MATE desktop environment shares a similar story as it aims to maintain and support the GNOME 2 code base and applications. The Look and feel is very similar to GNOME 2.

In my opinion, the best implementation of MATE desktop is by far Ubuntu MATE . In Linux Mint you get a customized version of MATE desktop, which is in line with Cinnamon aesthetics and not to the traditional GNOME 2 set out.

Linux Mint Mate Screenshot of Linux Mint MATE desktop

Performance and responsiveness

MATE desktop has a reputation of its lightweight nature and there is no doubt about that. Compared to Cinnamon desktop, the CPU usage always remains a bit lower, and this can be translated to a better battery life on a laptop.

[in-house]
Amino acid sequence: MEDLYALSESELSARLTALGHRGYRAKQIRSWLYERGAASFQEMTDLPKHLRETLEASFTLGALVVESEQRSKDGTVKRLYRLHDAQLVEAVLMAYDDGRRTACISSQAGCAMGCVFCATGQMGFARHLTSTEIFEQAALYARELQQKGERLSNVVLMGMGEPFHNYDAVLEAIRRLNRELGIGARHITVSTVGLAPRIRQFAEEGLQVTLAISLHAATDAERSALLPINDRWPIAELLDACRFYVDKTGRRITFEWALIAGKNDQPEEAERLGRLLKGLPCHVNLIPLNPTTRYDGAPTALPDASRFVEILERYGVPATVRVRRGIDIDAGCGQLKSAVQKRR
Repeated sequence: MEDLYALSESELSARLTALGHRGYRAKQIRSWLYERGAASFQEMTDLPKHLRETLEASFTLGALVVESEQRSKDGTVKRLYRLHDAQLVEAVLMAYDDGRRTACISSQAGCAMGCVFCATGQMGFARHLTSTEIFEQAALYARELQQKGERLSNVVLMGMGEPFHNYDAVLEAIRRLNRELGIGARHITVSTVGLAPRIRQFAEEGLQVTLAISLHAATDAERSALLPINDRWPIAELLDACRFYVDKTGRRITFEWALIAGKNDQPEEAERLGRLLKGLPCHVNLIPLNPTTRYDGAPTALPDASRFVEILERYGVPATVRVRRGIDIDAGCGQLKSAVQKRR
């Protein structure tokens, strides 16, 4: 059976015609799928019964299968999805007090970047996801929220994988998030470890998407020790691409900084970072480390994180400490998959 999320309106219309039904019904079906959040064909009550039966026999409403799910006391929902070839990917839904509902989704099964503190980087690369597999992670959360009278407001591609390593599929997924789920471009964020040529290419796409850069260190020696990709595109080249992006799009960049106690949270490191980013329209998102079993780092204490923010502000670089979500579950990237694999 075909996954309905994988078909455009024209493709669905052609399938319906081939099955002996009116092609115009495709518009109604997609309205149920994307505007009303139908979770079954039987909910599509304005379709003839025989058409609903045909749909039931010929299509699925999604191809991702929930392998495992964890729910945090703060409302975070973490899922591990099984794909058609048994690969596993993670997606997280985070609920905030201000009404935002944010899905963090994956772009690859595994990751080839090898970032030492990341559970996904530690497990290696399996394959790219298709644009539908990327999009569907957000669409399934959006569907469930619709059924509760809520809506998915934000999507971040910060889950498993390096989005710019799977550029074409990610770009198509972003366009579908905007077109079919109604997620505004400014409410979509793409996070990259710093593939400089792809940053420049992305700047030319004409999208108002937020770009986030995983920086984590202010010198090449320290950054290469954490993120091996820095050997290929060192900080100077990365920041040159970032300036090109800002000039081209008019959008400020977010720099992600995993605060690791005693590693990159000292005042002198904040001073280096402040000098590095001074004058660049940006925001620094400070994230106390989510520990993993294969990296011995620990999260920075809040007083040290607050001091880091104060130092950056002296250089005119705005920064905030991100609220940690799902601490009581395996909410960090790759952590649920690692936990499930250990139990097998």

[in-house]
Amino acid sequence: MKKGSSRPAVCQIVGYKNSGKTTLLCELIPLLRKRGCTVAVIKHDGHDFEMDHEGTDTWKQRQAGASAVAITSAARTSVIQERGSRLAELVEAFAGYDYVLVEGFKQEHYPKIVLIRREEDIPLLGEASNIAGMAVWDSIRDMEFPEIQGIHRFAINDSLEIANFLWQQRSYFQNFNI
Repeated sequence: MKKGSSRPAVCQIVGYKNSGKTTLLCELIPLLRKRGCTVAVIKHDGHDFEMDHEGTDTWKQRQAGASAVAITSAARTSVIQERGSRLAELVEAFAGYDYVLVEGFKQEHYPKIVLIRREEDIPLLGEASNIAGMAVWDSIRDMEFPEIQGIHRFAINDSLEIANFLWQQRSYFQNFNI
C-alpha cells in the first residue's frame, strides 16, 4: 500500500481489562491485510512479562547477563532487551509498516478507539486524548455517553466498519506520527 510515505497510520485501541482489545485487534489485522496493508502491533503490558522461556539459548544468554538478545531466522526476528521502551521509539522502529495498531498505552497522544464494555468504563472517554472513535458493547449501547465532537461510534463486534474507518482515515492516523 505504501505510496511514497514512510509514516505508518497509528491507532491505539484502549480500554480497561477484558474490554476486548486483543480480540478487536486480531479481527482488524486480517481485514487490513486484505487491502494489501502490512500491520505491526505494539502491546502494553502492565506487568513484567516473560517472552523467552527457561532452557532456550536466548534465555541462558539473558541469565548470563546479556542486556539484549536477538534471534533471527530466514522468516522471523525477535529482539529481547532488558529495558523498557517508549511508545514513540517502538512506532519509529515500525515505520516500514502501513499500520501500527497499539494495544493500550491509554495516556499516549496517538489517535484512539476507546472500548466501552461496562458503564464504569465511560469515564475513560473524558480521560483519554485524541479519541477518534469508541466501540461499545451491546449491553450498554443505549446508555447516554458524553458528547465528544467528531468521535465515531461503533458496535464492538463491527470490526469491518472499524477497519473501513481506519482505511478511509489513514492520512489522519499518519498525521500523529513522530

Although it doesn’t feel as snappy as Xfce (in my opinion), but not to an extent to compromise user experience. RAM consumption starts under 500mb which is impressive for a feature rich desktop environment.

linux mint 20 mate ram usage Linux Mint 20 MATE idle system stats

Pros

Cons

  • Traditional looks may give you a dated feel

Linux Mint Xfce edition

XFCE project started in 1996 inspired by the Common Desktop Environment of UNIX. XFCE” stands for “ XForms Common Environment”, but since it no longer uses the XForms toolkit, the name is spelled as “Xfce”.

It aims to be fast, lightweight and easy to use. Xfce is the flagship desktop of many popular Linux distributions like Manjaro and MX Linux .

Linux Mint offers a polished Xfce desktop but can’t match the beauty of Cinnamon desktop even in a Dark theme.

Linux Mint Xfce Linux Mint 20 Xfce desktop

Performance and responsiveness